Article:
People would choose the graphic novel without like thinking about it cause they’re like, ‘Oh yeah, it’s just a comic, it’ll be easy.’ But they won’t like think about like what you have to do. And they’ll just be like, ‘Oh it’s a change. And do that.’
Marty (age 14) said, “They’re not really books” and Jeremy (age 14) agreed, conjecturing that studying a graphic novel would compare unfavourably to a conventional book because it could not be studied it in depth.
That’s why we read more thorough books like The Red Cardigan  and stuff.
The Australian Society of Authors (ASA) recently formed a Comics/Graphic Novels Portfolio — an advocacy group that aims to provide industry support to Australian artists and writers currently working in the comics medium and, in particular, the graphic novel format.
The major objectives of the Portfolio are to:
- Protect and promote the professional interests of comics creators (both writers and artists).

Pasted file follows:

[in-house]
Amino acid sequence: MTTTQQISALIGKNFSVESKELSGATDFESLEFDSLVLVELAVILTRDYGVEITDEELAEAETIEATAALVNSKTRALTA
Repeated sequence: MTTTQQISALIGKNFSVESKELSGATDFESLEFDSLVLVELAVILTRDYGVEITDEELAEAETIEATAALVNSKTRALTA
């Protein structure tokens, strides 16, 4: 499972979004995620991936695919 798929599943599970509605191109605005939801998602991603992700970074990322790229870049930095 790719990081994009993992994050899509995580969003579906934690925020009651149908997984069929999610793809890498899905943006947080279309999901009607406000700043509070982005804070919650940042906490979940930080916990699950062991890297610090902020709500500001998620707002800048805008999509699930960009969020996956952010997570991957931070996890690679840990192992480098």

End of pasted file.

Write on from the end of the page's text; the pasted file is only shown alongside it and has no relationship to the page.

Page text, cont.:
- Form a professional community of active members who operate in this specialist discipline.
- Liaise and cross-pollinate ideas with like-minded Australian and overseas organisations whose focus is on the promotion of the comics art form.
Dr Jeremy Fisher, ASA Executive Director, said,
The ASA wants to actively support a neglected (and often vulnerable) group of literary creators in the Australian comics/graphic novels community who have never had the opportunity to be part of a professional association or been exposed to prior formal or consistent intellectual property rights education before.
Last weekend I went to my first ComicCon Supanova. Sorry, I just read it was a Pop Culture Expo. Perth is not the most exciting place to visit and some of the attractions realised this and cancelled, eg. the girl from Heroes and someone from Supernatural. (Can you tell that I really know my stuff?) I told my boyfriend I was going and he said, “What sort of comics are they – Donald Duck?” Obviously he wasn’t invited! Being that I’m not much of a geek either, I needed a guide into this new and scary world. Luckily my friend Andrew wanted to see his fellow geeks in their (his) natural habitat.